With an auctioneer's "What'll ya give me for this lot, boys?" and a ringman's "Yep! Yep! Yep!", the last of the great Missouri River stockyards faded into history. By the time the St. Joseph (Missouri) Stockyards sold its final feeder cattle in May 2021, it had endured floods, market fluctuations and industry upheavals for 134 years, and it had outlasted the other great Missouri River stockyards in Kansas City, Omaha and Sioux City. But a changing industry finally killed it.
Those four great stockyards shared a story, which began in the 1880s. Together, they expanded markets for Midwest and Great Plains beef by making it available hundreds of miles from where it originated. In so doing, they also helped shape America's inexhaustible taste for red meat.
Each of the great Missouri River stockyards began as a way station for cattle and hogs headed to packing plants back East in big cities like Chicago. Millions of live cattle from Midwest farms and Great Plains ranches rested in the stockyards before a final train ride to America's dinner tables. In the stockyards' heydays of the 1920s and through the 1950s, Kansas City alone often took in more than 60,000 head of cattle per day, according to some reports. Little wonder that each of the river cities embraced the nickname "Cowtown;" the livestock industry was the economic base on which each defined itself.
That base included Midwest packers, who by the turn of the 20th century, took business from Eastern processing plants by building their own plants near the river stockyards. In the 1960s, new packers followed that business model and established plants near western Kansas feedlots and in rural areas. That move cut into river stockyard business and allowed packers to lower labor expenses by hiring nonunion workers. At about the same time, both the beef and pork industries were consolidating, with contract production (especially in the pork sector) eliminating the need for auctions: The animals' destination was predetermined before they were even born. It was just a matter of shipping them from farm to processing plant.
The inexorable tide of change eventually made the river stockyards superfluous, and they folded like poker players who knew they had losing hands: Kansas City in 1991, Omaha in 1999 and Sioux City in 2002.
But, the St. Joseph Stockyards, while far from its glory days, found a formula for staying in business. Its owners discontinued hog sales and shrank the cattle pens from about 80 acres to 21. They also shifted emphasis from slaughter and replacement cattle to feeder cattle sales. They could do that -- as others could not -- because they had an infrastructure advantage.
In Kansas City and Omaha, Mark Servaes says, "access got to be a problem" for feeder cattle trailers. As the larger cities expanded, highway systems enveloped the stockyards, and "farmers had a hard time trying to get a truck and trailer through all those overpasses. That didn't happen in St. Joe."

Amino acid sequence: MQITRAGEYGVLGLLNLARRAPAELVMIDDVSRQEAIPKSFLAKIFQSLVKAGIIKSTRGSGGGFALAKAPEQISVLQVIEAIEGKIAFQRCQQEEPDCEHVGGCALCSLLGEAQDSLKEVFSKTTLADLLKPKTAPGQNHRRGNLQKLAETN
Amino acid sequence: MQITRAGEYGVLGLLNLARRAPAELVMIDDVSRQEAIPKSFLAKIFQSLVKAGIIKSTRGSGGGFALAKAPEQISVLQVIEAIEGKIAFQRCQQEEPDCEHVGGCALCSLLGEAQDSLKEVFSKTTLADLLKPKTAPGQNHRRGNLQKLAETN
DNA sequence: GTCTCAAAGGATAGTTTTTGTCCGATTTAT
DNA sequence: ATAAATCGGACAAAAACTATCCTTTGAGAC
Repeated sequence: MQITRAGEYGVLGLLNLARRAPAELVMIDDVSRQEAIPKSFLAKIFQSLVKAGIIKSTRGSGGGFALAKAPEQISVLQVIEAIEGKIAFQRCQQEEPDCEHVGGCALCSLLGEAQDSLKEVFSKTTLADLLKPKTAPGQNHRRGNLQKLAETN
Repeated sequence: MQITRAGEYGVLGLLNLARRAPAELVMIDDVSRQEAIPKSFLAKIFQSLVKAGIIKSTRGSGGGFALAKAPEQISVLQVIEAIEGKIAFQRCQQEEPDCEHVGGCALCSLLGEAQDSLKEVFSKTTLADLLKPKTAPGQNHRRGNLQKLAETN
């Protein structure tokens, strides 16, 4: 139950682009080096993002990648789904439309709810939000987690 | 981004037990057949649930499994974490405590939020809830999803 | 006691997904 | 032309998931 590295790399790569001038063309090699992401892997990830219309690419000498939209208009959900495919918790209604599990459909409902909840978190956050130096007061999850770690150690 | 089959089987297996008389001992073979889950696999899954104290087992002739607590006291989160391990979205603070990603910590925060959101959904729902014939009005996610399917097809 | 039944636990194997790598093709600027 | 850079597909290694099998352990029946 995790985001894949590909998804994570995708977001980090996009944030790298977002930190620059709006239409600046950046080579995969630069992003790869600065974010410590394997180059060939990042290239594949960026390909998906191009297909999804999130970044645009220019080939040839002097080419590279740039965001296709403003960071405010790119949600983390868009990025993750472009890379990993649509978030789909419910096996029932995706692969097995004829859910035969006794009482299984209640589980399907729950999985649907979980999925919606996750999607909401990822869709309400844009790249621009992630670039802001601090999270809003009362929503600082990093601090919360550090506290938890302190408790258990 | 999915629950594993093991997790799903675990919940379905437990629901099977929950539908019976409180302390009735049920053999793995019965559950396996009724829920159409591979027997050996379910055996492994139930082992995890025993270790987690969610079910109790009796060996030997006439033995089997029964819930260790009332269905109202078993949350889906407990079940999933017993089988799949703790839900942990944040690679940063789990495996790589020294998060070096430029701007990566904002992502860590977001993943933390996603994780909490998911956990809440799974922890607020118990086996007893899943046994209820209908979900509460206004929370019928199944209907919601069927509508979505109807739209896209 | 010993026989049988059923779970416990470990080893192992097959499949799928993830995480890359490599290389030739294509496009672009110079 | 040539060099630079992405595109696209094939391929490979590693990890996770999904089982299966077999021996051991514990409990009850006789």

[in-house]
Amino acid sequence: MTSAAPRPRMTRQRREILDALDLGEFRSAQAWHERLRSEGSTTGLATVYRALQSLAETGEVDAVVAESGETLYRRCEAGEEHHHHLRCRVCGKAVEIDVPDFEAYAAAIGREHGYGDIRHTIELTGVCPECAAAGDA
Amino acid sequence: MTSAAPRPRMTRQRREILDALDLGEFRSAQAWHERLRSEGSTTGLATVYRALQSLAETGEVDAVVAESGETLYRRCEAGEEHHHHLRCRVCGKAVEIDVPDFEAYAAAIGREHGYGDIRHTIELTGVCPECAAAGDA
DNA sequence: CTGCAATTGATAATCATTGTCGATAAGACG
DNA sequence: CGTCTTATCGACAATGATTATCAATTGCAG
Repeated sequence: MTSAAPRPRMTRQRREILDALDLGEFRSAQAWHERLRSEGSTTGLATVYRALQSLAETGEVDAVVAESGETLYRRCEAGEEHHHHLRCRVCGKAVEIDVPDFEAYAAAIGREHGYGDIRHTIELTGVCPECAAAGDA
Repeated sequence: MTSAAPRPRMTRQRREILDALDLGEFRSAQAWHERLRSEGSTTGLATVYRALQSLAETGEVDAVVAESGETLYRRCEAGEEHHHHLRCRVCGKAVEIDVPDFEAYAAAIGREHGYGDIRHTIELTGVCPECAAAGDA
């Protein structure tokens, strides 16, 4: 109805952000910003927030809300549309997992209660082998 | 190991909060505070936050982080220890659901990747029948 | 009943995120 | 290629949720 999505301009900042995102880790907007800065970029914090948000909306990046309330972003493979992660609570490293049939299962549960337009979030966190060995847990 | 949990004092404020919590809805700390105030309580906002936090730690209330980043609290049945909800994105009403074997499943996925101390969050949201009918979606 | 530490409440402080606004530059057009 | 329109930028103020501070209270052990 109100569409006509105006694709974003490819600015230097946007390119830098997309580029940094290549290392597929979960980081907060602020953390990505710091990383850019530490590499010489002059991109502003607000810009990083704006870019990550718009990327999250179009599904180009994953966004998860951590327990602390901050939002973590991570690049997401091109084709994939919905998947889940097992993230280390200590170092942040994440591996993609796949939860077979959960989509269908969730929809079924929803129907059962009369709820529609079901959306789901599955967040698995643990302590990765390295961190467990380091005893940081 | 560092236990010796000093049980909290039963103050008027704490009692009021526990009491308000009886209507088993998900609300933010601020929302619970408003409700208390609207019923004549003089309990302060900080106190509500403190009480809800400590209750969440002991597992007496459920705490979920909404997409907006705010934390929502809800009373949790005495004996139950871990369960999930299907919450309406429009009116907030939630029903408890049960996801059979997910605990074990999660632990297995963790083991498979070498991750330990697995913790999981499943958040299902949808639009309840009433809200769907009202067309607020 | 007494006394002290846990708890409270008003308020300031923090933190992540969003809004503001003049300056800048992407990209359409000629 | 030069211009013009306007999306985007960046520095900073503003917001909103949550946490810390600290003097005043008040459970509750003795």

Servaes was the last owner of the St. Joseph Stockyards. He didn't invent feeder cattle sales in St. Joe, but he knew the business and made it work. After working at the auction for more than 20 years as a commission man, he bought the property in 2012 and ran a thriving auction that sold fat cattle on Mondays and feeder cattle on Wednesdays. The plan worked well for nearly two decades.
But, eventually, 59-year-old Servaes wanted to slow down. Years of standing on concrete floors in the ring and dodging unpredictable 1,000-pound animals had taken a physical toll. Plus, environmental regulations were making the business more costly to maintain. Besides, he was ready to move on. After several years of turning down offers to buy him out, he finally got an offer he couldn't refuse from Albaugh, a farm chemical company that owns land adjoining the stockyards. They coveted Servaes's land and were willing to pay top dollar for it.
Reluctantly, Servaes agreed to sell the land and write an ending to the St. Joseph Stockyards story. "The history of the place is the part I'm struggling with. I knew it (the closure) would have happened eventually. But it's hard to make that decision."
On the day of the last auction, Servaes, who describes himself as a humble man, became a blushing center of attention. One by one, longtime customers put a hand on his shoulder, looked him in the eye and told him they would miss him and his auction. They reminisced about the years they'd shared in that noisy auction barn and kidded each other about the future. Some of them had sat in the same seats week after week for decades, and Servaes made plans to salvage those seats and present them as souvenirs. "Turns out I don't really have customers any more," Servaes says. "But I have a lot of friends."
One of the stockyard regulars was Bob Waddell, who started working there as a teenager in 1960 because the $1.77 hourly wage he could earn moving cattle and hogs was far more than he could make with his newspaper route. He loved his new workplace so much, he stayed for more than 50 years. "I guess I got manure between my toes," he says, laughing.
Servaes expects his friends and customers in northwest Missouri and northeast Kansas will find other country auctions to make their trades. "Osborn (Missouri) has a good little auction," Servaes says. "And Clarinda (Iowa) was always a strong competitor for us."
As a special treat for the standing-room-only crowd on the final auction day, Servaes invited back some of the auctioneers who had worked there over the years. Some had become celebrities, including two who have held the title of World Champion Livestock Auctioneer.
One of them, Lanny Ireland, tied a ribbon on the day for the patrons and for Servaes. "Thanks," he said as he left the auction stand. "It's been a great ride."
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